Tim Crumplin, Research Archivist - Clarks, Street

Why is it important to keep an archive?

Companies are beginning to appreciate the commercial value of corporate archives, particularly when they’re as old as Clarks. A good archive offers competitive advantage and 200 years of heritage is either something you have or don’t have – you’re not going to be able to go out and acquire it any time soon. Archives provide companies with strong brand identity – they’re a reference point that provides a corporate authenticity which isn’t easy to manufacture. They offer protection of the past and inspiration for the future.

 

What kind of items are housed in the archive?

We have over 500 shoe machines and approximately 22,000 single shoes.

 

How important is the archive to Clarks Originals today?

Pretty important; they’re back regular as clockwork with every new season! In recreating old products we’re invaluable. We can provide an original last, shoes, patterns and marketing material (swing tags, point of sale items, accessories). Technicians and designers can ensure they get the right leathers, threads, colours, laces, stitch detail – so that it looks and feels like an original. Plenty of brands talk about authentic heritage products – few have the archival resource to deliver it. And if you can’t deliver it accurately, why try to deliver it at all? Originals can also use the archive to inspire and create new products, knowing that they’re able to produce something that whilst new, is true to the brand and worthy of 200 years of heritage.  What’s produced might be very different from what’s gone before, but it’ll always have something Clarks about it.

We’re in the process of digitising the collections.

Do you work with the design team on new silhouettes? If so, what’s the process?

We’re an intrinsic part of the development process for new products. The archive holds catalogues from 1848, but comprehensively, year on year from the 1880s. Using this resource the design team can identify key features, sometimes tracing them to distinct ranges of footwear. They’re able to request original footwear, lasts and marketing material that provides information and visuals. We’ll then work to assist marketing with campaigns that accurately depict historical and heritage associations with new product.

 

Nathan Clark cut his original Desert Boot patterns using this last.

Do you have the last for the original Desert Boot that Nathan Clark designed?

We’ve recently taken delivery of thousands of historical lasts, and until they’ve been properly cleaned, repackaged and catalogued we’re not too sure what we have. The likelihood is that we have a 191 last – which is what the Guernsey was modeled on. We certainly have a 220 last, which the Desert Boot was moved on to in the 1950s. What’ll be interesting to discover is whether we have any of the Desert Boot derivative lasts that were used to produce boots to satisfy a specific demand over the years. Like the 090 last, which supplied a Desert Boot with a sharper toe for the West Indian market in the early 1960s – to compliment drainpipe trousers with turn-ups.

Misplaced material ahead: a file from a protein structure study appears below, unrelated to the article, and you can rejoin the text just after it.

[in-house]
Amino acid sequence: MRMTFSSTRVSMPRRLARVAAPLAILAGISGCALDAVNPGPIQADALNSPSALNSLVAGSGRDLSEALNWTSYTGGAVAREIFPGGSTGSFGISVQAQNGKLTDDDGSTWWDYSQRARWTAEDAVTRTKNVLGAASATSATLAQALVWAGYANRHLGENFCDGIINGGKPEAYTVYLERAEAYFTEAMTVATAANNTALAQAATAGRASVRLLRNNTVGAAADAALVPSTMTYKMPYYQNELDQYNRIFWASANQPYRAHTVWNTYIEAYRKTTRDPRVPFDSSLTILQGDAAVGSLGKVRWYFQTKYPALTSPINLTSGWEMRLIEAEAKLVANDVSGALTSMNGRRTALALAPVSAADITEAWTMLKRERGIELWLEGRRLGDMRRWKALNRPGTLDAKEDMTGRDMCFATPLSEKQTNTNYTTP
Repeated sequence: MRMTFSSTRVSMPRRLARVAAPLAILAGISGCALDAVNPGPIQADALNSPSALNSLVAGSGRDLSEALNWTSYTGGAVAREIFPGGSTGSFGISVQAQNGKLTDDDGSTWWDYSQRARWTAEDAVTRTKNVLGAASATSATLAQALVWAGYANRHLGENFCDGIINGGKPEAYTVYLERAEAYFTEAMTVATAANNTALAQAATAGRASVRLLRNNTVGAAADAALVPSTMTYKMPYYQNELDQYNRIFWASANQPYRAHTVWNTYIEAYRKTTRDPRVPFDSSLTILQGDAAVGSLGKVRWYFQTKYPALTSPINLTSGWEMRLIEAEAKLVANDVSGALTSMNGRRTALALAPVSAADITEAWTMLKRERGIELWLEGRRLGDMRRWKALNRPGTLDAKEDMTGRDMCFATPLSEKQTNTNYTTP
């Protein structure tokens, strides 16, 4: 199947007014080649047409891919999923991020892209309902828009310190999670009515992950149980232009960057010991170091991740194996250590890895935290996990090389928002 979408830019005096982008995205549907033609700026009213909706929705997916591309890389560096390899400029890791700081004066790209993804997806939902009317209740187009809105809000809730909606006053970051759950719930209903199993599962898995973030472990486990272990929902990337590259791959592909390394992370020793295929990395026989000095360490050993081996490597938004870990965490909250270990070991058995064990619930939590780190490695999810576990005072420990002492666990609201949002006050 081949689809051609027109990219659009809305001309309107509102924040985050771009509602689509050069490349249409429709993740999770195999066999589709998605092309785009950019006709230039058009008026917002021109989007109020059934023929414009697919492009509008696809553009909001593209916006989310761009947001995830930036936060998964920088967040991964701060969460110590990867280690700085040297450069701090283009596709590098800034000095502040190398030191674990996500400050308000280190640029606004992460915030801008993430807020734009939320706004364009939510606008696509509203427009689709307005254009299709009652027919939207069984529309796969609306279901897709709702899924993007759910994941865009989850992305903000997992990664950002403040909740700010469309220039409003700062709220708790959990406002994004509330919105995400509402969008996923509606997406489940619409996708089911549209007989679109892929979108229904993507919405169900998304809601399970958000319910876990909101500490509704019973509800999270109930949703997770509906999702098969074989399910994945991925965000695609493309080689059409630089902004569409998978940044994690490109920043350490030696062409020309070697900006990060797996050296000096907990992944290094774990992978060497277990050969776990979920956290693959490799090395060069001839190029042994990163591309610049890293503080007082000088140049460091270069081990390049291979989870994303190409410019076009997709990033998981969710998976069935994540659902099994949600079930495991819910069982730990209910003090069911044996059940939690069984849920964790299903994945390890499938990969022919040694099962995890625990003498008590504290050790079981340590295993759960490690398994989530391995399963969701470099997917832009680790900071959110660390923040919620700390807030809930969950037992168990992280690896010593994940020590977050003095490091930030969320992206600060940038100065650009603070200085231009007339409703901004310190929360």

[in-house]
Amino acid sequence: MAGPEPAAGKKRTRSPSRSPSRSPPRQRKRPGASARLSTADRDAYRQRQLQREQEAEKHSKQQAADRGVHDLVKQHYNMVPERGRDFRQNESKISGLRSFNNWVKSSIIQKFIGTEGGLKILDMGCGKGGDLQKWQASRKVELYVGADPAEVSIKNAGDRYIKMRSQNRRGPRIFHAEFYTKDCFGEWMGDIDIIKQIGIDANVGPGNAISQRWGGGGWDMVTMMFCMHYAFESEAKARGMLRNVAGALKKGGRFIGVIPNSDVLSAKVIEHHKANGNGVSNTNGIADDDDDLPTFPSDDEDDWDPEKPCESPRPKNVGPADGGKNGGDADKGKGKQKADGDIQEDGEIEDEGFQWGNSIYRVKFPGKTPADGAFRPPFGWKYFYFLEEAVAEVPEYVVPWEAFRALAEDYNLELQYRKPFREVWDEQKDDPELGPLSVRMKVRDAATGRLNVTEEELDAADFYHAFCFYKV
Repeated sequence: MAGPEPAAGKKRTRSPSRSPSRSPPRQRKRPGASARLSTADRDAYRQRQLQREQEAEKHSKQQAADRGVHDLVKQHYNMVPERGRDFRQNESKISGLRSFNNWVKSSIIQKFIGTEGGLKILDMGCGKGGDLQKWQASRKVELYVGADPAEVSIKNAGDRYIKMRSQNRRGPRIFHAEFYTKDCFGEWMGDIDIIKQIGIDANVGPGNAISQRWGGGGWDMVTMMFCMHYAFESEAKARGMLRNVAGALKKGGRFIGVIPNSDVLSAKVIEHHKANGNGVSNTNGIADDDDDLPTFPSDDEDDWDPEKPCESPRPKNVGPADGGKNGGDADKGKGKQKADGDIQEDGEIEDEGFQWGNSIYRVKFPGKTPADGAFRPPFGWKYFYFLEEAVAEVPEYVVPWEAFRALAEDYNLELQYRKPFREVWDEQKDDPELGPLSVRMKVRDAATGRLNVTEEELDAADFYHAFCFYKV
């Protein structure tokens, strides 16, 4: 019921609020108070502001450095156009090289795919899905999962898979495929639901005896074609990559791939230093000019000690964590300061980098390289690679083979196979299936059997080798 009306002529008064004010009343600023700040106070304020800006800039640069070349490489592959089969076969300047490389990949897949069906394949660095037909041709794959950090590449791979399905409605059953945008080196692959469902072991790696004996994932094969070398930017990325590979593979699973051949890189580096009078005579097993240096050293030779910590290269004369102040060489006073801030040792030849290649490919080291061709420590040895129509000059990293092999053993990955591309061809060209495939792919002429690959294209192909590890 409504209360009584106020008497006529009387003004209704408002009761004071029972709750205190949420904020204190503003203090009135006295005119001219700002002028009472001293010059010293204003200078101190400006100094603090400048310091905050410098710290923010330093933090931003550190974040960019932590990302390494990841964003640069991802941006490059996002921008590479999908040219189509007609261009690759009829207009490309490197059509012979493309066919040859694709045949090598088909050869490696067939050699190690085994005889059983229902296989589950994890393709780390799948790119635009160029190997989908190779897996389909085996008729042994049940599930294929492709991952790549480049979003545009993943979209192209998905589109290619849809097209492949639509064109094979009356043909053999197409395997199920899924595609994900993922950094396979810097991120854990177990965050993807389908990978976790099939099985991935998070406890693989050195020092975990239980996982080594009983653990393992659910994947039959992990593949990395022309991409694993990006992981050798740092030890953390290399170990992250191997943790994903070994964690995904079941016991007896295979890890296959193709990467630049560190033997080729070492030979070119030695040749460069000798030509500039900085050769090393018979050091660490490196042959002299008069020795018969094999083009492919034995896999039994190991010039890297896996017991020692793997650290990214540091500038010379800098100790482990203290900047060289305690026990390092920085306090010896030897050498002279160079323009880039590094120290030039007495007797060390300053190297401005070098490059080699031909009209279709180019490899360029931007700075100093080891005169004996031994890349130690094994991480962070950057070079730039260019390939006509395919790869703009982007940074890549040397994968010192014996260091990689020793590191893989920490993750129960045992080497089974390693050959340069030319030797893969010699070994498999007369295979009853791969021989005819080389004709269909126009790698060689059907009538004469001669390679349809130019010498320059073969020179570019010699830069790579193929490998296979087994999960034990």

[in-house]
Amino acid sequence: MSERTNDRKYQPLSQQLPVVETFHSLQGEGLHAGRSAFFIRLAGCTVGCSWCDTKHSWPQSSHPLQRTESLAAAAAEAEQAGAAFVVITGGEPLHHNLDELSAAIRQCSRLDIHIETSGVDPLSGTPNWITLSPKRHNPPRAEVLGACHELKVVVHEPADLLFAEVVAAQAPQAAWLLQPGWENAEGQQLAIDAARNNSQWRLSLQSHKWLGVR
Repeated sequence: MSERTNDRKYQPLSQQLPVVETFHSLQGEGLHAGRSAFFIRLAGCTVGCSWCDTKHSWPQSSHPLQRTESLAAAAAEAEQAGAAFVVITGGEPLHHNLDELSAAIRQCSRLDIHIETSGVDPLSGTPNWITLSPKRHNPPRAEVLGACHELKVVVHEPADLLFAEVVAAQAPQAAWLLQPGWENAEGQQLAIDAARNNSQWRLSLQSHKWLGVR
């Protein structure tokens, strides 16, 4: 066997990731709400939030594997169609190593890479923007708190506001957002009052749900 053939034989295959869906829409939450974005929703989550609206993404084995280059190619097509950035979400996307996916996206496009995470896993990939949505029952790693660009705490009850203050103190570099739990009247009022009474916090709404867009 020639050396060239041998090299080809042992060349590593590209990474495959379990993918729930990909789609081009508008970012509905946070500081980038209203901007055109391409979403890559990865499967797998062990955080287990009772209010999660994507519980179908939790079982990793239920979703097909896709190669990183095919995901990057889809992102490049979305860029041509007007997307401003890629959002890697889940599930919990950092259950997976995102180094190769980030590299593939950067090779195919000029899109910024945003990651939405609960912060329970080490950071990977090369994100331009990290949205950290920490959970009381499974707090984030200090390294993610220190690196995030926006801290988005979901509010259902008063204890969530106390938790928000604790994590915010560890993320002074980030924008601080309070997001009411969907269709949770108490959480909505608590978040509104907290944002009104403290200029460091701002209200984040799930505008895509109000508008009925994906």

Why is the Clarks Desert Boot such a significant milestone in Clarks history?

It’s a timeless product – nothing has ever superseded the Desert Boot. I had the good fortune of communicating with one of the old marketing managers recently and he said that during the 1990s, when the boot was riding high on the popularity of Brit Pop, he’d been under some pressure to brand the outside of the boot. Taking his dilemma to Nathan, he’d asked him the question and after a thoughtful silence, Nathan retorted, “Branding is vulgar.  The only person that needs to know it’s a Clarks Desert Boot is the wearer”. Good advice and something he subsequently applied. It’s understated, but self-assured.

 

Do you think it’ll be a classic shoe for another 65 years?

Of course it will.

 

What would you say are the most valuable items in the collection?

I couldn’t really discriminate. Most of what we have hasn’t got huge monetary value, but it is priceless to the brand because it’s irreplaceable. It defines what we are, where we’ve come from and should dictate to some degree where we’re going.

 

Do you archive everything? There are so many items right now, what’s your curation process?

Footwear is taken from all divisions, normally a selection of products that have been good sellers or have some other discerning feature: innovative construction, material, a collaboration. We’ll take interesting failures too, or things that have been hard to produce as they might be revisited in the future or circumstances might change.

 

 

What are your goals for the Clarks archive in the future?

We’re in the process of digitising the collections. The aim is to photograph the footwear collection, catalogues, point of sale material and factory newspapers (Clarks Courier). By attaching this to the archives database it’ll create a research resource that’ll enable Clarks employees to not only research single items, but also quickly determine the overall picture of available resource. It’ll encourage them to go off and discover parts of the collection they probably never intended to research. It’ll reduce handling of the collections too, and hopefully preserve them that bit better. It’d be good if we could increase the amount of research that’s done here.

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